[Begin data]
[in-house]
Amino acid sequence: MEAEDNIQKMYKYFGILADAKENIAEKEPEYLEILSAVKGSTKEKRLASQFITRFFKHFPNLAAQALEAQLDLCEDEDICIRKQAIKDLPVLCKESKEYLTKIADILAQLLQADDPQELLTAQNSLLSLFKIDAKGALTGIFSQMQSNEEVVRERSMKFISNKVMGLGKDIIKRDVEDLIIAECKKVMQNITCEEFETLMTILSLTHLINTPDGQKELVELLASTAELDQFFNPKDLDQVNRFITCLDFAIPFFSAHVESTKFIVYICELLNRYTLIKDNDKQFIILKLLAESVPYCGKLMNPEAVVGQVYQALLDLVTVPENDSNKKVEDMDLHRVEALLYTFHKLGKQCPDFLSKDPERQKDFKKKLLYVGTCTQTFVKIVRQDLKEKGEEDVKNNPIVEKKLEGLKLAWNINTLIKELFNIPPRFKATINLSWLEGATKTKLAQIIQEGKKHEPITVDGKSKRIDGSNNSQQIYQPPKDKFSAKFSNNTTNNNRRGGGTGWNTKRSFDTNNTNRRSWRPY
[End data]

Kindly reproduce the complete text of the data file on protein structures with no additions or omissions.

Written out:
[in-house]
Amino acid sequence: MEAEDNIQKMYKYFGILADAKENIAEKEPEYLEILSAVKGSTKEKRLASQFITRFFKHFPNLAAQALEAQLDLCEDEDICIRKQAIKDLPVLCKESKEYLTKIADILAQLLQADDPQELLTAQNSLLSLFKIDAKGALTGIFSQMQSNEEVVRERSMKFISNKVMGLGKDIIKRDVEDLIIAECKKVMQNITCEEFETLMTILSLTHLINTPDGQKELVELLASTAELDQFFNPKDLDQVNRFITCLDFAIPFFSAHVESTKFIVYICELLNRYTLIKDNDKQFIILKLLAESVPYCGKLMNPEAVVGQVYQALLDLVTVPENDSNKKVEDMDLHRVEALLYTFHKLGKQCPDFLSKDPERQKDFKKKLLYVGTCTQTFVKIVRQDLKEKGEEDVKNNPIVEKKLEGLKLAWNINTLIKELFNIPPRFKATINLSWLEGATKTKLAQIIQEGKKHEPITVDGKSKRIDGSNNSQQIYQPPKDKFSAKFSNNTTNNNRRGGGTGWNTKRSFDTNNTNRRSWRPY